The government agency responsible for compiling annual data on incidents of illness and injury in UK workplaces is the Health and Safety Executive (HSE). Thanks to the HSE’s annual publishing of occupational health data, and the volume of cases our team at Graham Coffey & Co. Solicitors pursues, we can identify the most common types of personal injury on construction sites.
Such information can highlight where workplace health and safety improvements are most needed and where construction employees need to be protected.
Fatal injuries in construction in 2022
In the period 2021/22, there were 30 workplace fatalities. This is lower than the 36 fatality average across the previous four years – but the causes of fatal injuries have largely remained unchanged, highlighting that they are avoidable if particular attention is brought to reduce the common hazards which cause them.
By far, the largest cause of death in construction is falling from a height – accounting for one in two deaths (51%) in construction. There is a clear need for improved safeguarding of employees needed to work from a height.
Before undertaking a work activity which requires working from a height, there must first be a thorough assessment of the risks. Important factors that determine the risk include the height of the activity, the duration and frequency, and the surface condition upon which the activity is to be carried out.
Those in charge of health and safety on the construction site must ensure that the following steps are followed:
- Avoiding working from a height where it is possible to do so. This means weighing the risk against the safety measures needed to control the risk.
- Preventing falls by ensuring the place of work and equipment is safe
- Reducing the distance of the fall, and using the correct equipment to minimise the consequences of a fall
Always prioritise collective protection measures over individual protection measures for each step.
Equipment that provides collective protection does not require the person working at heights to take any action in order for it to be effective. This includes tower scaffolds, scissor lifts, and permanent or temporary guardrails.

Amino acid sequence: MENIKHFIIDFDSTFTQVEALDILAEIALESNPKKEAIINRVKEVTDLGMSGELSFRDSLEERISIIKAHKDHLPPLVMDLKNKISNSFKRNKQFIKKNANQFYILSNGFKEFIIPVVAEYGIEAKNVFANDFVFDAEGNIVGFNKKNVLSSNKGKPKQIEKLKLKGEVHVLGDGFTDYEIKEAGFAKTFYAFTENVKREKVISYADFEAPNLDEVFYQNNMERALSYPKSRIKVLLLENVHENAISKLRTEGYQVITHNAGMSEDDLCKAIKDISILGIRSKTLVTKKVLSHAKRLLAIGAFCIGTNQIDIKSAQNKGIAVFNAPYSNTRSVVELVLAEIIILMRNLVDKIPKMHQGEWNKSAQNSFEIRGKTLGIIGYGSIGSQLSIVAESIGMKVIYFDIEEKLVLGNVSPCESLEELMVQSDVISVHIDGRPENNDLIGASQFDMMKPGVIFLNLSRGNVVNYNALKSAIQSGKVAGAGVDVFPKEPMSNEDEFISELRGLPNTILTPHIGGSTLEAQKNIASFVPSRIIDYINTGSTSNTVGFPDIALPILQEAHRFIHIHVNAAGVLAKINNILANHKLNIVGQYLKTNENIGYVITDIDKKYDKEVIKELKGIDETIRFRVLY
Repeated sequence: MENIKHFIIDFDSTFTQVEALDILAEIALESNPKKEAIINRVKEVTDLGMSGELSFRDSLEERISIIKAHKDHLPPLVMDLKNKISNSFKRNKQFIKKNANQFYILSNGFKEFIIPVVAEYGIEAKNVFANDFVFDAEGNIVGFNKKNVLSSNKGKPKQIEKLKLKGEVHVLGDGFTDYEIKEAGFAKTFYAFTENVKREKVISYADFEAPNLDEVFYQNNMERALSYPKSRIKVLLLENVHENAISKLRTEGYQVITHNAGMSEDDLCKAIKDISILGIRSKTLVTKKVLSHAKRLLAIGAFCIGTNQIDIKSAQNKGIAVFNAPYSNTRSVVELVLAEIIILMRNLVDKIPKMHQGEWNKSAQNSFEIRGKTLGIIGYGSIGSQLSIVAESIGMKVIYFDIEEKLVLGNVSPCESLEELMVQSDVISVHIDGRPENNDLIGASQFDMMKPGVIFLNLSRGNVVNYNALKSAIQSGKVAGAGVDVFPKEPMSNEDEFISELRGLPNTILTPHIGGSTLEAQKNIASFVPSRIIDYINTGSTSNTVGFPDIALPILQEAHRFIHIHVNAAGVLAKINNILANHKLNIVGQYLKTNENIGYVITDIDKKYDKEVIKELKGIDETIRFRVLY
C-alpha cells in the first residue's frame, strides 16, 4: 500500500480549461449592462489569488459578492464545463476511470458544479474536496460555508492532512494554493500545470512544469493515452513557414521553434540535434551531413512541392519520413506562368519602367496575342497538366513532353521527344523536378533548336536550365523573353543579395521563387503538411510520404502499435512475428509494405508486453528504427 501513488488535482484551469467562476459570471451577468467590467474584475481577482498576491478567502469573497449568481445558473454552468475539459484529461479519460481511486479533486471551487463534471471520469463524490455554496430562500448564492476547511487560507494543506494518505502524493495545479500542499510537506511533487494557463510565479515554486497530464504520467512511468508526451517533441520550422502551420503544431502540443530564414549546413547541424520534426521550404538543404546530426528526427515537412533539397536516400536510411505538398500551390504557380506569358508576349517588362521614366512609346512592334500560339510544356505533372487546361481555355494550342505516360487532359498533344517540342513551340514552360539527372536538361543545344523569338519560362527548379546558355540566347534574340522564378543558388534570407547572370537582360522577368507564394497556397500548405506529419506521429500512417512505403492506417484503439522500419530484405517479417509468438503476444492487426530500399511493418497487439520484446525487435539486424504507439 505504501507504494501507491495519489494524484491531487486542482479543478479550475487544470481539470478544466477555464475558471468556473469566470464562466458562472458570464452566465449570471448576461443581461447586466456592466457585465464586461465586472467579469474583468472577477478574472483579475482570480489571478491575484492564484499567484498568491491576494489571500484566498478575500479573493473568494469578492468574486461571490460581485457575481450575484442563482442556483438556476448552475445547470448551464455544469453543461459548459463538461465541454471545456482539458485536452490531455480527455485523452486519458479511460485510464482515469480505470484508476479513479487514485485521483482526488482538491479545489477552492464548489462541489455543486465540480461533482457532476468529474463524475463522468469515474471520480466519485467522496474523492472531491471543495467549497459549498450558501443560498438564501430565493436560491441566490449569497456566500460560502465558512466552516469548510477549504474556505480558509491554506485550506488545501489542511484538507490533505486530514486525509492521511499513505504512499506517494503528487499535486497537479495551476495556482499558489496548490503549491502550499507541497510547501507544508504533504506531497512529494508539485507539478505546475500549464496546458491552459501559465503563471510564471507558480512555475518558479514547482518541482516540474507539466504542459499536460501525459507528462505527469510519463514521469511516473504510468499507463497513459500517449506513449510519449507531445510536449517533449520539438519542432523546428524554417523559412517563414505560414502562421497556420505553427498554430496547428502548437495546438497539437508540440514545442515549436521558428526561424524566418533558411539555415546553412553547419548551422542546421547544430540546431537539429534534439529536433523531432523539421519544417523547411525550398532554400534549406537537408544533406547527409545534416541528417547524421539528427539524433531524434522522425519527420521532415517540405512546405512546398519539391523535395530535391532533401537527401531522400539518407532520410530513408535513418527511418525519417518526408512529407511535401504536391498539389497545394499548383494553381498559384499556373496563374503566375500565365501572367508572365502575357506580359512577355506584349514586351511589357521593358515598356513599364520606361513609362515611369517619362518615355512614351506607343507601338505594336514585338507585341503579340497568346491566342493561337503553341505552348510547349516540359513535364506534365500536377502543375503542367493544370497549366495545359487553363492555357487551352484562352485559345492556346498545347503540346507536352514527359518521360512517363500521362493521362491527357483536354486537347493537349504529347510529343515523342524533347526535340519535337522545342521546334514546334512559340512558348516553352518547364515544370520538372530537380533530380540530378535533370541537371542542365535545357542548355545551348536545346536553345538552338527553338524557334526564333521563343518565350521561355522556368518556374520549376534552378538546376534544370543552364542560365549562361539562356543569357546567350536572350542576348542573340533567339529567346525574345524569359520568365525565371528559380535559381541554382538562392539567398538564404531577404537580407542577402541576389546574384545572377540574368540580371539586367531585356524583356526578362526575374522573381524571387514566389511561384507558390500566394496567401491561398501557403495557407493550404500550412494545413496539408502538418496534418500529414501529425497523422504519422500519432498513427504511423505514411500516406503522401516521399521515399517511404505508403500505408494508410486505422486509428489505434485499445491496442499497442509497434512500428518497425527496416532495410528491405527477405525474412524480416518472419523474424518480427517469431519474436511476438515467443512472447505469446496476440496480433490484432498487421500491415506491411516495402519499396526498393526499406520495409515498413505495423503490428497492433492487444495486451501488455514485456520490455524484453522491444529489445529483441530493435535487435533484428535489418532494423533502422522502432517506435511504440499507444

Personal protection equipment requires the person at height to use it; such as putting on a safety harness properly and attaching it to a suitable anchor point with an energy-absorbing lanyard.
Over the three-year period 2019/20-2021/22, there were an average of 59,000 annual non-fatal workplace injuries. The rate of self-reported non-fatal injury to workers has been declining since the coronavirus pandemic.
The most common non-fatal injury – accounting for 26% of all injuries – were slips, trips or falls on the same level. These injuries are frequently the result of a lapse in concentration or attention, which can cause someone to fall over something. This is particularly true in settings like construction sites and warehouses, where potentially hazardous objects are constantly moved around.
This injury is often a result of hazardous flooring or ground – which could be made unsafe by a spill or leak. For this, consider using entryway mats that provide adequate grip, even in dirty or damp conditions. Anything causing a hazard must be immediately tended to, which means repairing any leaks in equipment or structures. If there is lots of movement on site, there should be planning of routes for vehicles and pedestrians to steer clear of hazardous regions.
Even though safety measures are implemented, the risk of injury is inevitable. That being said, in some cases of occupational safety, there may have been a lack of care or safeguarding, which led to a worker sustaining an injury – for which the victim may be liable to claim compensation. To understand whether a victim is eligible for legal action, they should seek the advice and guidance of experts in construction site safety, such as the specialist team at Graham Coffey & Co. Solicitors.
By Stuart Snape, Managing Partner at Graham Coffey & Co. Solicitors
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